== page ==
In all my years of reading your magazine I have never been so thoroughly disgusted with any article as I was with Mark Kram's coverage of the Ali-Frazier rematch (Crafty Win for Muhammad, Feb. 4). Boxing fans had waited too long for the fight to be asked to read analogies. We are not interested in tree limbs weighted with Spanish moss. What we want to know is why arms go limp. Is it the pain of blocking too many hooks? Is it the aching that comes from throwing too many punches too soon? We want facts, not French phrases. We want straight, accurate reporting, not existentialist prose concerning such things as having and not having picks and shovels.
Nowhere in the article was there any mention of who did what to whom and when. Not one sentence was to be found about the hooks that had Ali in trouble or about why Frazier's face was puffy in the end. Nor was there anything on the fight strategy. On top of all this, five paragraphs were devoted to a prefight encounter that had been reported throughout the country four days before the fight.
The article read like a short story to be found in The New Yorker rather than a report in a magazine that ostensibly functions as a purveyor of sports news.
JAMES P. LEWANDOWSKI
Until I read Mark Kram I thought the late A. J. Liebling was the best boxing writer. Kram's perception and insight, his analogies and his knowledge of the game, its people and its atmosphere are unsurpassed in boxing writing today. He credits fistic fans with an esthetic interest as well as with a knowledge of history, literature and psychology. At least I hope Kram is writing for the fight fan.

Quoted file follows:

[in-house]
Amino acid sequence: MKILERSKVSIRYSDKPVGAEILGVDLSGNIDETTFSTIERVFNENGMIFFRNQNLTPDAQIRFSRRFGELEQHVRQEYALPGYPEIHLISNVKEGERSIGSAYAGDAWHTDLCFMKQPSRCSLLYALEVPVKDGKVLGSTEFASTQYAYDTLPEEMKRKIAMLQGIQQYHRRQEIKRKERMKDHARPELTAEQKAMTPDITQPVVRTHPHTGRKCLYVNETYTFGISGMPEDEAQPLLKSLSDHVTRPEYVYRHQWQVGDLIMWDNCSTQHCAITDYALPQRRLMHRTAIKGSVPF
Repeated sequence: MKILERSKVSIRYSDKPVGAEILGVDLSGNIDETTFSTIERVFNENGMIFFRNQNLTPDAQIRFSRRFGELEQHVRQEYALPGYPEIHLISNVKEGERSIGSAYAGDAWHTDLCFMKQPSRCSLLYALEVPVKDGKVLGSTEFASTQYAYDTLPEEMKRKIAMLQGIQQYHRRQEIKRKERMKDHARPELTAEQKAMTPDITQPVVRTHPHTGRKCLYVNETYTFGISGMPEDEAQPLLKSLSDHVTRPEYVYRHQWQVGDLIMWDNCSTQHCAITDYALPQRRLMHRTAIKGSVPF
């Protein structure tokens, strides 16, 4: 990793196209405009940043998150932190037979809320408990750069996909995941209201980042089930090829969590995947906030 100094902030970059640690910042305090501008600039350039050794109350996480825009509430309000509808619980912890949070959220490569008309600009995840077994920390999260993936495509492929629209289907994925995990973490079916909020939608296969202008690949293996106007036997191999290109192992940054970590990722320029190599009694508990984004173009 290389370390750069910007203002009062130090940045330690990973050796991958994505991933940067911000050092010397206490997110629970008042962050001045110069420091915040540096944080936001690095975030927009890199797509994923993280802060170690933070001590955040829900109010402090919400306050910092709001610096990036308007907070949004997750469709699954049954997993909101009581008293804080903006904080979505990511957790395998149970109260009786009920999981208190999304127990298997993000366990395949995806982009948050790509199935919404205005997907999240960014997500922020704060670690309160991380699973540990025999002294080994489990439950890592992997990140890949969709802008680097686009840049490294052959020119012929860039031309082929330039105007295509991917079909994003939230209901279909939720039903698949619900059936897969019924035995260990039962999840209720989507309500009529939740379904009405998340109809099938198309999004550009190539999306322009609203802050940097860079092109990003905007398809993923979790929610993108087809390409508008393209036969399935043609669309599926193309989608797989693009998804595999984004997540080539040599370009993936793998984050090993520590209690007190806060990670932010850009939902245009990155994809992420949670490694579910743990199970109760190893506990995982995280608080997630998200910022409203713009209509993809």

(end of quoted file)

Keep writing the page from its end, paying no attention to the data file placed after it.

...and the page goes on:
February 17, 1974
I realize I am challenging Mark Kram's judgment, but compared to numerous other sources and reports, his article conveyed an attitude that was very unfair to Joe Frazier. The fight was close. The boxer was given the decision over the fighter. Or maybe the judges were impressed that this match was really a celebrity ball and Ali was the only one who danced.
Frazier has not cried over the decision, as Ali did after the first fight. And the only person who says, "George who?" is Ali. I woner why. Write about that someday, Mr. Kram.
I always have thought SPORTS ILLUSTRATED was pro-Ali, but this article takes the cake. One statement really caught my attention: "If the fight ever seemed close, it was only because of Frazier's incessant pursuit." At no point in the fight was Ali clearly assured of victory. At the end of the eighth round almost everyone in the Garden knew that Joe Frazier had taken control. Before the start of the ninth round Frazier got up off his stool and did his own version of the Ali Shuffle, then motioned across the ring to Ali as if to say, "Come on, let's slug it out!" Ali sat in his corner. Perhaps he knew that if he was going to get knocked out, it would be right then and there. He started to slug it out with Frazier—for about 15 seconds—then danced away.
You describe Frazier as being frustrated. Well, if you call taking Ali's best shots and then laughing in his face frustrating, then maybe that is what was wrong with Joe. The way I scored it, the fight should have been a draw, but at any rate I am sure that Frazier will not retire and Ali will not beat George Foreman.
As a member of the white working class, I must protest being called Muhammad Ali's "oldest enemy." As a kid I loved Ali for his style, his mouth and his standing up to the Government. I haven't changed my mind just because I am working for a living. I still hang on his words and draw fire and strength from him. Muhammad Ali is the champ—past, present and always.